Bill Bernstein's Beguiling Photos of Disco's Golden Era

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Studio 54 Cabaret Couple, 1977© Bill Bernstein

“The disco was a perfect place to forget about life and give in to the music." Photographer Bill Bernstein reflects on the glory years of Studio 54 and more in his decadent new tome

“The nightlife scene was unique. There was a cultural upheaval during this time; gay and women's liberation, and the racial equality movement were all in full force,” says photographer Bill Bernstein of 60s and 70s New York. “It was a very difficult time, and people looked to the disco for a break from their daily grind. They went there to party, and they partied very hard and with all their might!” In amongst the crowd, in those heady, decadent days of partying all night long to shake off the blues of urban society, was Bernstein, clutching a camera and avidly recording the glitter-smothered, ever-moving crowds of the nocturnal dancers of New York city. “The disco was a perfect place to forget about life and just give in to the music, the drink, the drugs and the general life of abandon.”

Bernstein’s talent for photography was singled out and scooped up early on; he started out his career at The Village Voice and Elle Magazine, and later went on to spend 15 years as Paul McCartney’s personal photographer. In the 70s, however, Bernstein spent a lot of time at Studio 54, and other discos all over New York, unable to resist the photographic opportunities and wild atmosphere they perpetuated. Now, a book has been published devoted to his photos taken during that time: a weighty black and white tome aptly entitled DISCO. “During the months that I spent shooting the photographs for DISCO I think I saw so much going on that I became immune to strangeness and wildness,” he says. “It all sort of blended together in front of me, and I just kept shooting as much as I could.”

Snapping on Hasselblads, Nikons and Canons, Bernstein would wait with fingers crossed for his films to be processed, to see if his images, taken in the dark, moving nightclubs, had successfully come out. Luckily for us they nearly all did, and through them we are able to step into these raucous, glittering institutions of yesteryear, that sadly died out not long afterwards. Might we ever see that kind of nightlife again? “Certainly,” Bernstein responds, “but the thing that made it all so different was the political element of cultural liberation at that time. It added another important factor to the equation; the mixing of gender identities, cross-dressing, ‘gender-bending’ and plain old straight sex were a pretty common sight. It just didn't phase me after a while!”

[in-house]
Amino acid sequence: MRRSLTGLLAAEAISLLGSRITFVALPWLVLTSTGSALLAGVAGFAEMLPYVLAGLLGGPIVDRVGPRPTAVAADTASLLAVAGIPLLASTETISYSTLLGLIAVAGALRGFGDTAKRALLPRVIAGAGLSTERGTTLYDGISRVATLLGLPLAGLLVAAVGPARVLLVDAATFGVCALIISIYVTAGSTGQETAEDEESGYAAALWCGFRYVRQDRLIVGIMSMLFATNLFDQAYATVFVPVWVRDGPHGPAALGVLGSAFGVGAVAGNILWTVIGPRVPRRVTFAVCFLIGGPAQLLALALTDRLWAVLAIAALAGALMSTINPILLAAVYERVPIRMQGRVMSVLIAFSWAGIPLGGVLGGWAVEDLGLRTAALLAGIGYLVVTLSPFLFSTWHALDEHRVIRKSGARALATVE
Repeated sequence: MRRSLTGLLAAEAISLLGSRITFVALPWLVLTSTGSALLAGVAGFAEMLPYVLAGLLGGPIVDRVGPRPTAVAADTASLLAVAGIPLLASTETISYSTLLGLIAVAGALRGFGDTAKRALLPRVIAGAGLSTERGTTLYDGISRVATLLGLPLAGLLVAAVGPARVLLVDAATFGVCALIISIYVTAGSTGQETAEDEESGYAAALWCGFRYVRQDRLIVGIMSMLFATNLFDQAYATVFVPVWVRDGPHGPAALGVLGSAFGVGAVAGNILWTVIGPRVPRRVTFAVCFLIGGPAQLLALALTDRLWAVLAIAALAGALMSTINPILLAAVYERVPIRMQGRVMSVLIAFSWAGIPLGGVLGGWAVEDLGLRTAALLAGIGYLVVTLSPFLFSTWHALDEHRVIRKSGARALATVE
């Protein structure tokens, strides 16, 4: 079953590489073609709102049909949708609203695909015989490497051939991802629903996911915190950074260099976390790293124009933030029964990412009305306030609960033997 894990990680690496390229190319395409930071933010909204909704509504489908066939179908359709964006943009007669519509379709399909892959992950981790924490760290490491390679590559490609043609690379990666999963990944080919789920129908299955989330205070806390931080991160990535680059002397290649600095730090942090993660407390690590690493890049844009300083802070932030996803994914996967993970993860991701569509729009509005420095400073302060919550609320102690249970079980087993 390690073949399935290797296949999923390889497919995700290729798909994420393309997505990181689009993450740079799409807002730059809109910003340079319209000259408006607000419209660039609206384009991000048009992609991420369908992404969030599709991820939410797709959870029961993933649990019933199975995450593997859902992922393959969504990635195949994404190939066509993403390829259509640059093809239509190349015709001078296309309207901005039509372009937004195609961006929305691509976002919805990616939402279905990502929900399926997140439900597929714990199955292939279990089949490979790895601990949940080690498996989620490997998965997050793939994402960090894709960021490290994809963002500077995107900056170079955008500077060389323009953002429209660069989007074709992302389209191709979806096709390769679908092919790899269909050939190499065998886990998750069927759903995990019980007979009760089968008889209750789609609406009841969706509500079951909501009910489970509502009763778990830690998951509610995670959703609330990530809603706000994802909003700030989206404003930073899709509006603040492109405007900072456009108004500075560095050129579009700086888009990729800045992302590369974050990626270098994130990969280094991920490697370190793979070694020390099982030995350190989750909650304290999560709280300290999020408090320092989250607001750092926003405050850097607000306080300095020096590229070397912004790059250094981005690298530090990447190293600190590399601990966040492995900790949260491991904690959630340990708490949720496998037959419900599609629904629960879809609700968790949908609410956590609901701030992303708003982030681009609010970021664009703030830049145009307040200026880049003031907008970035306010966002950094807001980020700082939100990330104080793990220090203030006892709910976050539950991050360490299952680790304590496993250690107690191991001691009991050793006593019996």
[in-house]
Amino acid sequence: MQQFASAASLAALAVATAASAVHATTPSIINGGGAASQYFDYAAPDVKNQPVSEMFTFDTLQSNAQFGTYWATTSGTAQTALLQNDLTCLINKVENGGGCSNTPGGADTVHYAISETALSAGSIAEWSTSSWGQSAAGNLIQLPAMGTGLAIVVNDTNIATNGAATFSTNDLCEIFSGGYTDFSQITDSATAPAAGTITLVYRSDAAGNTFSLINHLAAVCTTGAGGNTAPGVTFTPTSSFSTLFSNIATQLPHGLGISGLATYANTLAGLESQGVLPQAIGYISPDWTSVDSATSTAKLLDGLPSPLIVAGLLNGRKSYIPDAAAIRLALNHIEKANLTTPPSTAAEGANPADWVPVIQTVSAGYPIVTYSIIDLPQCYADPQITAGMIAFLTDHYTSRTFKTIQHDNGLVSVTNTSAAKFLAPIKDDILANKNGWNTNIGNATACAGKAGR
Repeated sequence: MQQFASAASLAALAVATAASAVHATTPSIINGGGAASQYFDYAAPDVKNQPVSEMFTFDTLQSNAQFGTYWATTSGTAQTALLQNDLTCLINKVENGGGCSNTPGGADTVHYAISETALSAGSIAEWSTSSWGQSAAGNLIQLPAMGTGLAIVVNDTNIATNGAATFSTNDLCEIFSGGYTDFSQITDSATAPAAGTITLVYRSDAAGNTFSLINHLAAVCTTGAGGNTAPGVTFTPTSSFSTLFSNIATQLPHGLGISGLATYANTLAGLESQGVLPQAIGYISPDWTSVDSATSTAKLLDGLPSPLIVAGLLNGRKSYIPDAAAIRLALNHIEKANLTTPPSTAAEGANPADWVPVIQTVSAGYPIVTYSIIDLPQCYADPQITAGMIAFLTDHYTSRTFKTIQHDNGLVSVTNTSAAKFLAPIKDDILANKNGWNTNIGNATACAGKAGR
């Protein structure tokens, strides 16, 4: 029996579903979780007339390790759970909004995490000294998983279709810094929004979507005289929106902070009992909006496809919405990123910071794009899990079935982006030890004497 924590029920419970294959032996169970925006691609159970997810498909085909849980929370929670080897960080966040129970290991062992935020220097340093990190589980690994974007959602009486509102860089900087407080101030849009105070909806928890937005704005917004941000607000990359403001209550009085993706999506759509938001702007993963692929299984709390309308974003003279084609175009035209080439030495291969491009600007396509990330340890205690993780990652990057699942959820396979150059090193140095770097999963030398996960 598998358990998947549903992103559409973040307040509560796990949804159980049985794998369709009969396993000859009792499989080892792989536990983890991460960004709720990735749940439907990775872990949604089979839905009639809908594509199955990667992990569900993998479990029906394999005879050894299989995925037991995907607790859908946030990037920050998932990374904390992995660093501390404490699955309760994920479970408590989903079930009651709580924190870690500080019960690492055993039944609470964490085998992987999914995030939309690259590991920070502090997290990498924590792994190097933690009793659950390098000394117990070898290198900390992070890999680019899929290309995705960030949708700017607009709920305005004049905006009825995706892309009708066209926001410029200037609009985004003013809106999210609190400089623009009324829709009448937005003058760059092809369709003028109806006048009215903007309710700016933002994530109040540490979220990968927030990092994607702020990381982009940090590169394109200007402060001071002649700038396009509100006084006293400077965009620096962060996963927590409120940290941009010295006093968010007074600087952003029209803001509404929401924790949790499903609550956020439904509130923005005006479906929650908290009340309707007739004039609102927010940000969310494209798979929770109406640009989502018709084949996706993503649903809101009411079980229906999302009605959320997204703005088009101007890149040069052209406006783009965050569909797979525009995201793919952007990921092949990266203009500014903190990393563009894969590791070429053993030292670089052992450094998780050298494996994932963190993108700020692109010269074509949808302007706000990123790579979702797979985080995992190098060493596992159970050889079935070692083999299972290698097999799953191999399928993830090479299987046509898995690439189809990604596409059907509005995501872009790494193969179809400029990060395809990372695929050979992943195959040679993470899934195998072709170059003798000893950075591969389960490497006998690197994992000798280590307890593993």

Le Clique #1, 1979
“Le Clique was a roaming disco that popped up in different locations throughout Manhattan. Its creators, Stu and Marlene Feinstein, conjured outrageous parties with acrobats, actors, dancers, special effects and staging.”

Empire Roller Disco #1, 1979
“The Empire Roller Skating Rink in Crown Heights, Brooklyn opened in 1941 and finally closed its doors in 2007. It converted into a roller disco in the 70s and then the roller rink organ was replaced with a sound system and DJ booth. Empire was usually packed with an African-American crowd but top skaters of all races and creeds also came. It was a great place to shoot, with good vibes all around.”

Studio 54 and Cadillac, 1979
“Marc Benecke called the shots outside Studio 54, along with Steve Rubell. This was the scene most nights as people waited for hours, to see if they’d be chosen to enter the grand party. Sometimes pulling up in a Bentley or Cadillac helped, but not always. Nobody was interested in getting into Shufflebottoms, the club next door.”

Studio 54 Moon and Spoon, 1978
“This shot was taken at Studio 54 at closing time one night, I noticed this couple under the famous Moon and Spoon. Romance, in a blitzed-out, Studio 54, kind of way.”

Disco: The Bill Bernstein Photographs is out next week, published by Reel Art Press. The release will coincide with an exhibition at Serena Morton Gallery from December 3 until January 24, 2016.